Texas Republican Steve Stockman is searching for co-sponsors for a bill he introduced Jan. 3 that would repeal the federal law that prohibits firearms in school zones.
Stockman, a no-holds-barred conservative member of the 1994 freshman class who returned to the House this month after a 15-year hiatus, had been working with the conservative group Gun Owners of America to craft the legislation even before the shooting at Sandy Hook Elementary School killed 20 children and six staff members last month.
“Not only have so-called ‘gun-free school zones’ proven to be anything but that, they appear to have placed our children in even greater danger,” Stockman wrote in a Dear Colleague letter circulated Wednesday. “Co-sponsoring the Safe School Act is the first step toward protecting our children.”
The gun-free school zones law enacted in 1990 (PL 101-647) was subsequently overturned by the Supreme Court, which ruled it exceeded congressional authority to regulate interstate commerce. A second iteration from 1995 (PL 104-208) remains in effect. The law prohibits possession of a firearm on the campus of a public or private school or within 1,000 feet of the grounds.
Rep. Paul Broun, R-Ga., is the sole co-sponsor of Stockman’s bill (HR 35) thus far. Rep. Thomas Massie, R-Ky., introduced similar legislation (HR 133) on Jan. 4 to repeal the gun-free school zone regulation. Other conservatives, including Rep. Louie Gohmert, R-Texas, have voiced support for such proposals, but have not officially signed on to the legislation.
“The time has come to end the deadly experiment of disarming peaceable, law-abiding citizens near schools,” Stockman said.
At a news conference a week after the Dec. 14 shootings in Newtown, Conn., the National Rifle Association lambasted the gun-free zone law for making schools a target for “every insane killer.” The gun-rights group called on Congress to provide funding for armed police in all of the nation’s schools.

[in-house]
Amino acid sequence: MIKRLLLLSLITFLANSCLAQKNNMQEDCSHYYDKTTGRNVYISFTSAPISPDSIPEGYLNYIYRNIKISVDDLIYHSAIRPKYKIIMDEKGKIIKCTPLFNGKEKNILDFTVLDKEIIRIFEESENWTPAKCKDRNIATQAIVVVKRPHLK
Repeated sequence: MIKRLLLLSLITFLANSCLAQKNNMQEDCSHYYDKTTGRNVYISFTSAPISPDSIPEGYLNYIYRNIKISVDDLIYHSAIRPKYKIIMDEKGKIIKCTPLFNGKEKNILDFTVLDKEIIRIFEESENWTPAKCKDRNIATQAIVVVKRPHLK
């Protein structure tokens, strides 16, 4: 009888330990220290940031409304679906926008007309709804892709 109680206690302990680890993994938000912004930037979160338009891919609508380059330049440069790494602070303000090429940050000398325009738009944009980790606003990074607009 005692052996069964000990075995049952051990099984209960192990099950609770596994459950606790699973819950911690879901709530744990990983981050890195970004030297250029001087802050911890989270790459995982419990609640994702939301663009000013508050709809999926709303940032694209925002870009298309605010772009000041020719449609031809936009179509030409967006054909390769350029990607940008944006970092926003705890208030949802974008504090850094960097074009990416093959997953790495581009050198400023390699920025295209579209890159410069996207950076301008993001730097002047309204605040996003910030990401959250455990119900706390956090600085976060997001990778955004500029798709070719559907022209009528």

“Politicians pass laws for gun-free school zones. They issue press releases bragging about them. They post signs advertising them,” said Wayne LaPierre, the NRA’s executive vice president. “And, in doing so, they tell every insane killer in America that schools are the safest place to inflict maximum mayhem with minimum risk.”
Stockman likely faces an uphill battle in his quest for support. In 2007, when then-Rep. Ron Paul, R-Texas, first introduced legislation to repeal the gun-free school zone law, it didn’t garner a single co-sponsor and died in committee. Teachers unions have vigorously opposed proposals to put guns in schools or require teachers to be trained to operate a firearm.
Stockman’s is just one of numerous gun law changes that policy-makers are considering following the tragic elementary school shooting. Democrats have largely focused on gun control initiatives, including banning assault weapons and high-capacity ammunition magazines.
Vice President Joseph R. Biden Jr. is heading the administration’s gun violence task-force that will deliver recommendations on gun safety policies to President Barack Obama this month. Biden is meeting this week with the NRA and groups that represent gun safety advocates, hunters and other special interests. He said on Wednesday that the administration has determined that executive action that can be taken, but didn’t provide specifics.
Rep. Elijah Cummings, D-Md., right, hugs Harold Schaitberger, General President of the International Association of Fire Fighters, after the Congressman spoke at the IAFF's Legislative Conference General Session at the Hyatt Regency on Capitol Hill, March 9, 2015. The day featured addresses by members of Congress and Vice President Joe Biden.